"The woman at the well was fortunate she encountered Jesus that day instead of some of our evangelical brethren," Falwell wrote as he explained why evangelicals should forgive Gingrich.
Similarly, Richard Lee, a former president of the SBC's Pastors' Conference and editor of The American Patriot's Bible, called Gingrich "the only forceful Christian candidate who can at this point be elected and cleanse the White House next November."
Gingrich did not respond publicly to Land's letter. He did sign a pledge to be faithful to his wife. Gingrich promised The Family Leader, a prominent social conservative group in Iowa, that he would "uphold the institution of marriage through personal fidelity to my spouse and respect for the marital bonds of others."
Although the group decided against endorsing a candidate, Gingrich had been listed along with Perry, U.S. Rep. Michele Bachmann, and former U.S. Sen. Rick Santorum as one of the only four candidates the group would consider endorsing.
The group's leader, Bob Vander Plaats, praised Gingrich but eventually personally endorsed Santorum. Vander Plaats has criticized Romney and questioned his Mormonism.
After Gingrich signed the pledge, Land praised the move.
"It's certainly a very strong step in the right direction," Land said on CNN. "Forgiveness is part of the spiritual DNA of evangelicals. We believe in forgiveness. We believe in redemption. We believe in second and third chances."
Land claimed Gingrich still needed to do more, but praised Gingrich for having "made significant headway." Land added that he did not personally have any suspicions about Gingrich, but was merely noting that many evangelicals still did.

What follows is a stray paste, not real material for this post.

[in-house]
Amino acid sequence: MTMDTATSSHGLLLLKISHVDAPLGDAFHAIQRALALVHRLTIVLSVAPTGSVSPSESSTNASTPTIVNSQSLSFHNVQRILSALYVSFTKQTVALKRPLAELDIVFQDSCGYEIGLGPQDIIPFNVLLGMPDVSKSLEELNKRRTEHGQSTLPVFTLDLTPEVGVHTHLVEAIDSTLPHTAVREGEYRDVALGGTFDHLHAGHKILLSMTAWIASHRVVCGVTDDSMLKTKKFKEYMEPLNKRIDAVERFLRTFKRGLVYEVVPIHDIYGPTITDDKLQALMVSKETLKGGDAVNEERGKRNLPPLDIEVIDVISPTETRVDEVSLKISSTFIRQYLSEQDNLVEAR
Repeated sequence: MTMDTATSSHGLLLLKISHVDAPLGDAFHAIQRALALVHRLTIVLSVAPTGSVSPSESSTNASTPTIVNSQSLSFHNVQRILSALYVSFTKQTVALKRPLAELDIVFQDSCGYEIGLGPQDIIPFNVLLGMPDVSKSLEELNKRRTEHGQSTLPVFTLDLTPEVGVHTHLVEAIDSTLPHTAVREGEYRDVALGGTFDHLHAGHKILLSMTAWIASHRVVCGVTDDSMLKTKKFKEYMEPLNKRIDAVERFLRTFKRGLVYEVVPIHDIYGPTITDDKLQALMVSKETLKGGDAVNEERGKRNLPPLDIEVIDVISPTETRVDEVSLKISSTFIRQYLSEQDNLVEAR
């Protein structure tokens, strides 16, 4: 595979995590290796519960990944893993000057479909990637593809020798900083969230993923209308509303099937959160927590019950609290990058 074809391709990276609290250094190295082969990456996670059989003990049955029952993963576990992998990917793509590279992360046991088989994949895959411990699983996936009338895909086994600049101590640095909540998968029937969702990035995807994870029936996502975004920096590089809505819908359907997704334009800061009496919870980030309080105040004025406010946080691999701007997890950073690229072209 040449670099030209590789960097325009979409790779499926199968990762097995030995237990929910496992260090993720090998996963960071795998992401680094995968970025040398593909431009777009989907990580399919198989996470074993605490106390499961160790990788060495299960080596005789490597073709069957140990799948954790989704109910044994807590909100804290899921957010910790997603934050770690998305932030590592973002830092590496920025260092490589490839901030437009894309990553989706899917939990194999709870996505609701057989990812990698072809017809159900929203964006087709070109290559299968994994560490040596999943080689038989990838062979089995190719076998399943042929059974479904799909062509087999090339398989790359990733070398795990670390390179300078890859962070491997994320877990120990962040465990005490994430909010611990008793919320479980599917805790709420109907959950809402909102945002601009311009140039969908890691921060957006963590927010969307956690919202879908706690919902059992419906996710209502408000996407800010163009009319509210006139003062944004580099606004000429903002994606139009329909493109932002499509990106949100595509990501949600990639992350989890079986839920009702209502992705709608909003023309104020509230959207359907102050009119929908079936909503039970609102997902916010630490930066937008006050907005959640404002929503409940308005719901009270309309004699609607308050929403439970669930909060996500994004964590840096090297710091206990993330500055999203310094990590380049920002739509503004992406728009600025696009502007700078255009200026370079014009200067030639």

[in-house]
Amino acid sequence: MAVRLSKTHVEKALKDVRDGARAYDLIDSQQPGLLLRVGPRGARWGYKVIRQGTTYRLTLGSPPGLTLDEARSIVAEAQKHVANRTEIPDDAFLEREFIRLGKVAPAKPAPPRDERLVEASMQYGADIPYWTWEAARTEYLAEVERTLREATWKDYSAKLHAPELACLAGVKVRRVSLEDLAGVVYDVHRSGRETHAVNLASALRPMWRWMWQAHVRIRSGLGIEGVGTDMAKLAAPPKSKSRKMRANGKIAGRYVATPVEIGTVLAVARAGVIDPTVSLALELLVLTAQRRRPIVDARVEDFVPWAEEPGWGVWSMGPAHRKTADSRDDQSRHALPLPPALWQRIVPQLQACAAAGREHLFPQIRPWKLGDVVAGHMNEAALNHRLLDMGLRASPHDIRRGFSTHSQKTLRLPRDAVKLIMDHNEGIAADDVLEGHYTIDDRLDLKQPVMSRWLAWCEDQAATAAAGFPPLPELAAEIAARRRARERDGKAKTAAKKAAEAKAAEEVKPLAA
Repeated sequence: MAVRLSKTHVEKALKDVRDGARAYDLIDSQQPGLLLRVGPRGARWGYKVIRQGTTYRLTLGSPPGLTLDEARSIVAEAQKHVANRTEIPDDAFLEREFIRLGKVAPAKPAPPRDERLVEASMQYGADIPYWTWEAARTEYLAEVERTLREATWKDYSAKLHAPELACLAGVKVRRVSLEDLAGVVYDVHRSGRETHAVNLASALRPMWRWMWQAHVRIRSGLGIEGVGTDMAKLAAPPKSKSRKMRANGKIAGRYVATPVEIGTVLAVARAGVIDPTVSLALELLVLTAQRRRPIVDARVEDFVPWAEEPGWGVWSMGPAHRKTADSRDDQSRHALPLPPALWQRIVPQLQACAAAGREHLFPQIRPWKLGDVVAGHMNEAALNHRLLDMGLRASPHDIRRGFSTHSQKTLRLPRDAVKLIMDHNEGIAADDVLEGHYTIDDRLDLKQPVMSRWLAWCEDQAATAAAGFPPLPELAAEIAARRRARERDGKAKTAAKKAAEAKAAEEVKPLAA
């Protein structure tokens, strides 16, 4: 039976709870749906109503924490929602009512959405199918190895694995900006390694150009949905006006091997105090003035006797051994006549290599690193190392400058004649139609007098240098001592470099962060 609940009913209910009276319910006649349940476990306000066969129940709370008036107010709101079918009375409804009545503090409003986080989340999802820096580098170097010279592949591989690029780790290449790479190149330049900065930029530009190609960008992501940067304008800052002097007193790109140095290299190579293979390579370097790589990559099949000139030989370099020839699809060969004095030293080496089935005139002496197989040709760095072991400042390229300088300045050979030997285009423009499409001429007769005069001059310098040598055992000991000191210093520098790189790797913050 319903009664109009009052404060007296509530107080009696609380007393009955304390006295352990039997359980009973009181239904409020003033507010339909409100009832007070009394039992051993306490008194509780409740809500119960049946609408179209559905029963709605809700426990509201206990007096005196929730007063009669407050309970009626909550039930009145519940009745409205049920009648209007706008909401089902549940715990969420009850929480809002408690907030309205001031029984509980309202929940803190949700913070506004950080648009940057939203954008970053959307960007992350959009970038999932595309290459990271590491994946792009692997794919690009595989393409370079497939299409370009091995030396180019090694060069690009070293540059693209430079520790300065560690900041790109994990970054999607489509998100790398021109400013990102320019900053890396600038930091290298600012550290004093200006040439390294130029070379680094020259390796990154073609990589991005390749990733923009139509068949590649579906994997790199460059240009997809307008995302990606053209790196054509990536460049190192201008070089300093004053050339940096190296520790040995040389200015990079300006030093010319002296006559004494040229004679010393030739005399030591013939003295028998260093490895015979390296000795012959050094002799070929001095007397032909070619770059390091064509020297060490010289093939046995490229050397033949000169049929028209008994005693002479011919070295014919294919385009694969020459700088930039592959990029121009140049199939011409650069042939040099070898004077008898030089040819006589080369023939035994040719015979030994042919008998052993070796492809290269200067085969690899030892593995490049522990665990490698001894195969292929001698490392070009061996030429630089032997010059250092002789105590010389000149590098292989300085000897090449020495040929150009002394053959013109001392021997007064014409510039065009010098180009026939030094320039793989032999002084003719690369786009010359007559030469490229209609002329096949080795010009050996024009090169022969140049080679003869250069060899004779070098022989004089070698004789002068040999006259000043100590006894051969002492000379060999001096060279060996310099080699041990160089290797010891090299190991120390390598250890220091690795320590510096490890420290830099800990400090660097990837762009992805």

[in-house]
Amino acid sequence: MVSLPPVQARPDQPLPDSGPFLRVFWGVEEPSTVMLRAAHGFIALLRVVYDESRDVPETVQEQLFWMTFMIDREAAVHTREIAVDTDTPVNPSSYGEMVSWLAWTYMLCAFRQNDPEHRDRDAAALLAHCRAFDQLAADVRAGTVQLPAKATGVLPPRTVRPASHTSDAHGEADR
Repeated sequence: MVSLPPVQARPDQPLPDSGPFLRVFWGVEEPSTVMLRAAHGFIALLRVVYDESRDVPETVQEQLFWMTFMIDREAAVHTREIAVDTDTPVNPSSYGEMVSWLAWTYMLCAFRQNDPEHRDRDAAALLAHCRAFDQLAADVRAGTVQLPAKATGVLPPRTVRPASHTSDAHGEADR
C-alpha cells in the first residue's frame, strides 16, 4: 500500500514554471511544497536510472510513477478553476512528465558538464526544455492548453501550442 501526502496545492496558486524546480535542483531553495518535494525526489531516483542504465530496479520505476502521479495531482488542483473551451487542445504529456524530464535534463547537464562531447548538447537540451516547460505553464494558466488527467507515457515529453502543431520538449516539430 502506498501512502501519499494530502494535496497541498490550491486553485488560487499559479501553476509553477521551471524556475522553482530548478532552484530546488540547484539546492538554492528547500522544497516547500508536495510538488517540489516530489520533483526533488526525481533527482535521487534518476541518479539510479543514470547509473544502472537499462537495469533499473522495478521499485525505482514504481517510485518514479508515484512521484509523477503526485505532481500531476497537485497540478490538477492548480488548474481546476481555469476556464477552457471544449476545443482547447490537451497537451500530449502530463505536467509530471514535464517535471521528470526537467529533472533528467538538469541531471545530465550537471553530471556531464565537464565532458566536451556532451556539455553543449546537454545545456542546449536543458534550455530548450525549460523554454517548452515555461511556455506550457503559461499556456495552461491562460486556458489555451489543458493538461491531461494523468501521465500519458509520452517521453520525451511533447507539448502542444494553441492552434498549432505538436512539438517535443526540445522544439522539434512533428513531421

The outright support of some Southern Baptists and the offers for political redemption by others differ dramatically from the way fellow Southern Baptist Bill Clinton was treated during the scandal surrounding his affair with Monica Lewinsky – during which time then-Speaker Gingrich was leading impeachment efforts and having an affair with his now third wife.
Even after Clinton gave a highly confessional speech, Southern Baptist leaders like Land criticized Clinton and called on him to resign. For the Democratic president, confessing was not enough to earn an opportunity for political redemption from Land.
"It does not resolve the issue of whether his self-confessed sins and persistent attempts to conceal them have so irretrievably broken his relationship with the American people that, while they may and should forgive him and wish him well, he has forfeited the high honor, privilege and responsibility of remaining their president," Land argued. "I still believe that if he desires to do what is best for the country, for the presidency, for himself and for his family, he will resign his office."
Paige Patterson, then-president of the SBC, and Albert Mohler, president of Southern Baptist Theological Seminary, both echoed Land's call for Clinton to resign.
Patterson and Mohler also called on Clinton's home church in Arkansas, Immanuel Baptist Church in Little Rock, to discipline him.
Land also refused to offer a chance for political forgiveness to 2008 Republican presidential candidate Rudy Giuliani, who is more socially liberal than Gingrich. Land, after attacking Giuliani for committing adultery and being divorced twice, claimed he would not even vote for Giuliani in the general election.
"How can we believe him?" Land asked during the campaign. "He promised … two wives that he would love, honor and cherish and be faithful only unto her until 'death us do part.' And twice he lied to his wife – twice. He broke his marital vows. That gets to the basic issue of trust, the basic issue of character. As Harry Truman once argued, he said, 'I would never knowingly hire a man to work for me who cheated on his wife.' When he was asked why, he said, 'Well, if he'll lie to his wife, he'll lie to me. If he'll break his oath of marriage, he'll break his oath of office.' It's pretty hard to argue with President Truman's logic."
Land added that Giuliani's three marriages "is one marriage too many for" evangelicals.
During the 2008 campaign, Land instead seemed excited about presidential candidate Fred Thompson, who had also been divorced. Although Land often claims to be nonpartisan, his past record demonstrates a clear partisan record favoring conservative Republicans.
Brian Kaylor is a contributing editor for EthicsDaily.com.